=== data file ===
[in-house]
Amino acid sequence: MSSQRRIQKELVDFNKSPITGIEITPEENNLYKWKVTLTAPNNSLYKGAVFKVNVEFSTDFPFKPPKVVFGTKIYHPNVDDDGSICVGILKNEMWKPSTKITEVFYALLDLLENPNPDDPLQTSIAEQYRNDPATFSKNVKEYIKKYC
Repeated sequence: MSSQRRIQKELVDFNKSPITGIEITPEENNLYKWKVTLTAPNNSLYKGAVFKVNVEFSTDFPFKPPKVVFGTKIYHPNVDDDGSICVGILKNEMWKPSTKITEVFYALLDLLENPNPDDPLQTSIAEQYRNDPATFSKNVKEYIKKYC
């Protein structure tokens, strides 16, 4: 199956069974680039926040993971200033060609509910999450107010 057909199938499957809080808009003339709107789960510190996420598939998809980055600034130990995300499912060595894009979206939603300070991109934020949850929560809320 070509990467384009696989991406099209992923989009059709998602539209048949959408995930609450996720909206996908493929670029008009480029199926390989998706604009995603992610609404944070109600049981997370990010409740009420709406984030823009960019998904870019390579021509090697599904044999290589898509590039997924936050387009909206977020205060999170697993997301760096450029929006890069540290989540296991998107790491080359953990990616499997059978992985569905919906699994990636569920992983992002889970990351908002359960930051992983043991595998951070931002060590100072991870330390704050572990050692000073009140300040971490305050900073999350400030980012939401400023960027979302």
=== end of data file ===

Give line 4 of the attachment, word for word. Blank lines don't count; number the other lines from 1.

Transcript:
């Protein structure tokens, strides 16, 4: 199956069974680039926040993971200033060609509910999450107010 057909199938499957809080808009003339709107789960510190996420598939998809980055600034130990995300499912060595894009979206939603300070991109934020949850929560809320 070509990467384009696989991406099209992923989009059709998602539209048949959408995930609450996720909206996908493929670029008009480029199926390989998706604009995603992610609404944070109600049981997370990010409740009420709406984030823009960019998904870019390579021509090697599904044999290589898509590039997924936050387009909206977020205060999170697993997301760096450029929006890069540290989540296991998107790491080359953990990616499997059978992985569905919906699994990636569920992983992002889970990351908002359960930051992983043991595998951070931002060590100072991870330390704050572990050692000073009140300040971490305050900073999350400030980012939401400023960027979302």